Latest thoughts of S.E on "Back to school" during Covid times. As a parent herself, she reflects the thoughts of many parents which we all can relate to:
Source: NY daily news
August is usually when we try to get one final vacation in, find fun ways to beat the heat, and take our last licks of summer. But this year, August is different. For those of us who have school-aged children, the potential return to class hangs over us; we count down the hours before the realities of a viral pandemic test us where it matters most.
The month feels both too long and too short — at once a giant chasm of unknowns during which everything can change, and an insufficient amount of time to prepare for such a daunting enterprise.
Since schools closed in March where I live, life has been a giant adjustment for my 5-year-old. It marked the end of classrooms, playgrounds, recess, singalongs, field trips, swim lessons, sports, fairs, camps, playdates and almost every other great thing that kids look forward to doing together.
Learning continued at home, but it was different, difficult and far less fun. We managed some responsible outdoor get-togethers with family and close friends that, because of distancing, proved more frustrating for him than enjoyable. He misses his friends and his teachers and is desperate to return to school.
But he won’t be returning to school as he knew it. And as I contemplate what life will be like for him if he does, I’m not so sure it will actually be better for him.
Schools around the country are putting in place their plans for reopening, many of which include things like daily temperature-taking, hourly handwashing, all-day mask-wearing, six-foot distancing, “isolation rooms” for kids who appear symptomatic, social interactions through plexiglass and teacher-led anxiety management exercises.
While all of that is well-intended and likely necessary to keep schools COVID-safe, it also frankly sounds like a dystopian hellscape that will make learning a terrifying if not wholly un-fun experience for my soon-to-be kindergartener.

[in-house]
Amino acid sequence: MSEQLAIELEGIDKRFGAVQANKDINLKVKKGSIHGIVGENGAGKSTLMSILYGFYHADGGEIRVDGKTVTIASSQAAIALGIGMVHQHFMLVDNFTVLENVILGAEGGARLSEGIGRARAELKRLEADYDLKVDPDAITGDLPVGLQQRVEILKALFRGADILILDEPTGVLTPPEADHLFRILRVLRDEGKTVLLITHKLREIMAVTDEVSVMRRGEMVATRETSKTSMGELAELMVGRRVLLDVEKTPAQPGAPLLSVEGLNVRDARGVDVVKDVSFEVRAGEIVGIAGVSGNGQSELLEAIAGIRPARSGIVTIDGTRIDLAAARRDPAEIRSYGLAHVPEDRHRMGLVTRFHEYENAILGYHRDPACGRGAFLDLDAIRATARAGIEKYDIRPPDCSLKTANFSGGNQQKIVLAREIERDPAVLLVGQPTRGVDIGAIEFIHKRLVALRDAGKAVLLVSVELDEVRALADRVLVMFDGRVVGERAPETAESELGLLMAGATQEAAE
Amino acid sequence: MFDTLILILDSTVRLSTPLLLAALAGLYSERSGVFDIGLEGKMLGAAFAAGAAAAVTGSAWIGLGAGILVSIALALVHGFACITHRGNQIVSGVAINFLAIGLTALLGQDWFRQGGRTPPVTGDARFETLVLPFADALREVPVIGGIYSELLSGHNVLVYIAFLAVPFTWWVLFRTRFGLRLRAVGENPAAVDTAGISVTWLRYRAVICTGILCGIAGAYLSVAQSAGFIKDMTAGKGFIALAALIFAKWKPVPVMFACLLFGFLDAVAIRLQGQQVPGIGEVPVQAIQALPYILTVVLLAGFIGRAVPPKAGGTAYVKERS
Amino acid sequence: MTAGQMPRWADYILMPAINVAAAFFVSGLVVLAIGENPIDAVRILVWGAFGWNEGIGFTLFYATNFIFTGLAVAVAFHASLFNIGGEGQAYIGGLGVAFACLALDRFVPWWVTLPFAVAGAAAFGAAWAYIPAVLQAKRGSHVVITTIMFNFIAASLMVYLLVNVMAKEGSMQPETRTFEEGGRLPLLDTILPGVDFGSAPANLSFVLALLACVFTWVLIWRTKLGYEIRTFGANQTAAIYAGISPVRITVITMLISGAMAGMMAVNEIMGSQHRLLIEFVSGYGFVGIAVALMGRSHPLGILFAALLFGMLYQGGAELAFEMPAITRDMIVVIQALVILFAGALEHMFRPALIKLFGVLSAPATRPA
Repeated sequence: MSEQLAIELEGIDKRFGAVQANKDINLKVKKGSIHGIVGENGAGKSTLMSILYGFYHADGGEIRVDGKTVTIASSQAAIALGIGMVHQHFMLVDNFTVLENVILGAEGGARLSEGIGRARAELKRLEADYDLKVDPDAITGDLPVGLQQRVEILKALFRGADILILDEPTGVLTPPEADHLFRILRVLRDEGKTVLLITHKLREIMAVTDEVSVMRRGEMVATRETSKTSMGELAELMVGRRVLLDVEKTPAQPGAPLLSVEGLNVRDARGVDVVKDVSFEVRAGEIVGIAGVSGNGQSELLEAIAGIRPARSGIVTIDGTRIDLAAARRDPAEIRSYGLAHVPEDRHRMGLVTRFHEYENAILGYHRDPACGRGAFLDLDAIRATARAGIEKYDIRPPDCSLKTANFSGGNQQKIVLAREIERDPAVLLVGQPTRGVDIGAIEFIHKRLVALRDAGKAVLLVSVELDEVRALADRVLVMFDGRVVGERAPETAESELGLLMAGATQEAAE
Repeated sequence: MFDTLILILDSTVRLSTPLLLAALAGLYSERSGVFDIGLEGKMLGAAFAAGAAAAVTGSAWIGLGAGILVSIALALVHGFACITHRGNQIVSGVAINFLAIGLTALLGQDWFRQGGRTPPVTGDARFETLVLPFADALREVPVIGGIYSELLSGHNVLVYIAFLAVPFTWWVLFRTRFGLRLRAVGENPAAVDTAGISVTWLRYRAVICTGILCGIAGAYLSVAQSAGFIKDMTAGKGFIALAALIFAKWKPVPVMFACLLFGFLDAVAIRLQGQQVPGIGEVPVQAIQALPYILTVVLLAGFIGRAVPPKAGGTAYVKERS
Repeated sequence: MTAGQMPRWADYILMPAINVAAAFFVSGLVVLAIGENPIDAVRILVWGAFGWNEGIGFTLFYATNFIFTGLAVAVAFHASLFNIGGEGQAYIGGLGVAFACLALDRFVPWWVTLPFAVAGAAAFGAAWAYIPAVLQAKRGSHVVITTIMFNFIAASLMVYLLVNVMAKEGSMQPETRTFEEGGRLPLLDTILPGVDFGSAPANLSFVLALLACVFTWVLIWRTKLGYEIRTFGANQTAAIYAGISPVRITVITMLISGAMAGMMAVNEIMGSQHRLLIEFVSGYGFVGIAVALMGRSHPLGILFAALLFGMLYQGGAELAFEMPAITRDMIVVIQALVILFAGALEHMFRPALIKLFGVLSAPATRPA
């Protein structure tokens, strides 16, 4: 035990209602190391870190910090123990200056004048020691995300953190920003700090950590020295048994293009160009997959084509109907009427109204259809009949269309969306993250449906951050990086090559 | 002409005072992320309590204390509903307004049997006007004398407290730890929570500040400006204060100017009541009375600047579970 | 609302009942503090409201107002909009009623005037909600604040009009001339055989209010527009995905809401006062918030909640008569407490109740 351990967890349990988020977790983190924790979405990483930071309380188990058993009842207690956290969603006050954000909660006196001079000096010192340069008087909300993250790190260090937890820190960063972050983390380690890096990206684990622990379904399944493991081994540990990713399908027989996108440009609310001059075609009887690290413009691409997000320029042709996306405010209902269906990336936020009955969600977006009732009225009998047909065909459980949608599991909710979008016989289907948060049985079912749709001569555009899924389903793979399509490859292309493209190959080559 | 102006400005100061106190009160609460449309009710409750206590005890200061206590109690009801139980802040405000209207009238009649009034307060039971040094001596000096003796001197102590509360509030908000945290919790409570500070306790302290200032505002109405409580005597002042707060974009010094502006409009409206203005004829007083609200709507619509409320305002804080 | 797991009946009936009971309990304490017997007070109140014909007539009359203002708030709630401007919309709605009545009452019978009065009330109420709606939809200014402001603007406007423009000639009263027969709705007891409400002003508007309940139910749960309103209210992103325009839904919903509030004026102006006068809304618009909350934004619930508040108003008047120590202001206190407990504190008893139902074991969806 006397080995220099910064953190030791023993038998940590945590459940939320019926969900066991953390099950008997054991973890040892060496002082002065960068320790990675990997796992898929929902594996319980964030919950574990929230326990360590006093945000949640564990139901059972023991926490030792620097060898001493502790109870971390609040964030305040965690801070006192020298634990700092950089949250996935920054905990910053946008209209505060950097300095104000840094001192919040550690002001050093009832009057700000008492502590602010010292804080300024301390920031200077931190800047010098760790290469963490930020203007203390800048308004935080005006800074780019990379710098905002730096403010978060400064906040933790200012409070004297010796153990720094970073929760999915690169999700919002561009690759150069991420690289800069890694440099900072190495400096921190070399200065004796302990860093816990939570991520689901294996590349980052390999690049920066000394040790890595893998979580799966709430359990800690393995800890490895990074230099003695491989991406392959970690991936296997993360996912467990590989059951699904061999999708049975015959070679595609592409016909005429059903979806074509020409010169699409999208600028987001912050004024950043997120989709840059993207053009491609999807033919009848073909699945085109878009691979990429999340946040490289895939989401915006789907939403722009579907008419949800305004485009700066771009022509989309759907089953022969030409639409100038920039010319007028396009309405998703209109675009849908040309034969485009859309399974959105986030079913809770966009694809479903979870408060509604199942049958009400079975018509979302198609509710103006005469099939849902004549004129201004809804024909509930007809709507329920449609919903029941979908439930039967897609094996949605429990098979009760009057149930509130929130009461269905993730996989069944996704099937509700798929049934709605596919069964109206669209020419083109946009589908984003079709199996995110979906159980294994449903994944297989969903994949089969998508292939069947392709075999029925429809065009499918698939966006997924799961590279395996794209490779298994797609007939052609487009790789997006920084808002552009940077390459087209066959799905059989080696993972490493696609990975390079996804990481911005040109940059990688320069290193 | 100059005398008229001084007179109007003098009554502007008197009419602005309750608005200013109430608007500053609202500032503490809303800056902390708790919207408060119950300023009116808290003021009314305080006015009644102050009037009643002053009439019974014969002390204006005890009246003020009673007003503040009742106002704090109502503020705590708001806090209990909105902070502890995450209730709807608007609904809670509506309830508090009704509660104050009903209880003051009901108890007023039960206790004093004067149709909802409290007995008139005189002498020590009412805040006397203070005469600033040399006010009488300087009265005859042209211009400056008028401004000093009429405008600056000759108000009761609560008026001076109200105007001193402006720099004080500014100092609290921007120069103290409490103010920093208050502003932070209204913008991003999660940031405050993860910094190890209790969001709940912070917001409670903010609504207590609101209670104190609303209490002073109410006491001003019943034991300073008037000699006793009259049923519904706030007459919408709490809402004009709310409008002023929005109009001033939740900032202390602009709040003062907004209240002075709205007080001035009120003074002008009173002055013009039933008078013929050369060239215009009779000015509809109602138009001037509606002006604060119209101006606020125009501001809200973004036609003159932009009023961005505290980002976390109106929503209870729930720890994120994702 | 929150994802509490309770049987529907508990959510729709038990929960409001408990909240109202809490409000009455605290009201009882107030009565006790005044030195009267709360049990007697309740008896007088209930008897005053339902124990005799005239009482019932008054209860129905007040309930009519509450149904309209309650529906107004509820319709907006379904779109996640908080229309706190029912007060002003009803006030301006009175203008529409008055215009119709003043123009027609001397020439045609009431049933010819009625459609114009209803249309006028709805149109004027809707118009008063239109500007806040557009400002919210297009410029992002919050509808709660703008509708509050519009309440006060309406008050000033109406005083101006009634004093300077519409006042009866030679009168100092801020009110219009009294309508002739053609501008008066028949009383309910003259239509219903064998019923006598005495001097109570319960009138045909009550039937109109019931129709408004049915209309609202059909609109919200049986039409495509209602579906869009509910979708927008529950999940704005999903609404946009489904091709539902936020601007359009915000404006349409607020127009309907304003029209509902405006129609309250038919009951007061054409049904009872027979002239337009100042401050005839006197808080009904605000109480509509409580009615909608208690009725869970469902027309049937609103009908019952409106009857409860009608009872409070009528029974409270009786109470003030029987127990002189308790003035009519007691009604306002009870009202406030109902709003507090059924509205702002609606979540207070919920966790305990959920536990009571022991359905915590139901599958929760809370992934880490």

Right now, we don’t talk much about COVID at home. My son knows people are sick and that’s why things are closed, but he’s never once feared that he or we will get sick. The virus is still very much, in his mind, a faraway villain.
But I worry that school, and its attentiveness to symptoms and safe practices, will bring fears about catching coronavirus right to his mental and psychological doorstep, where every interaction he has is fraught with awful possibilities.
Weighing that against the well-known psychological benefits to going to school (as well as the economic and social upsides) is an impossible and unanswerable exercise. While the CDC advises, “Important social interactions that facilitate the development of critical social and emotional skills are greatly curtailed or limited when students are not physically in school,” the school experience they are advocating now is one no school-aged child in America has ever been through.
Those unknowns are why some psychologists are worried.
Anne Glowinski, professor of child psychiatry at Washington University in St. Louis, is less concerned about kids navigating the new rules than she is the adults adding to their anxieties.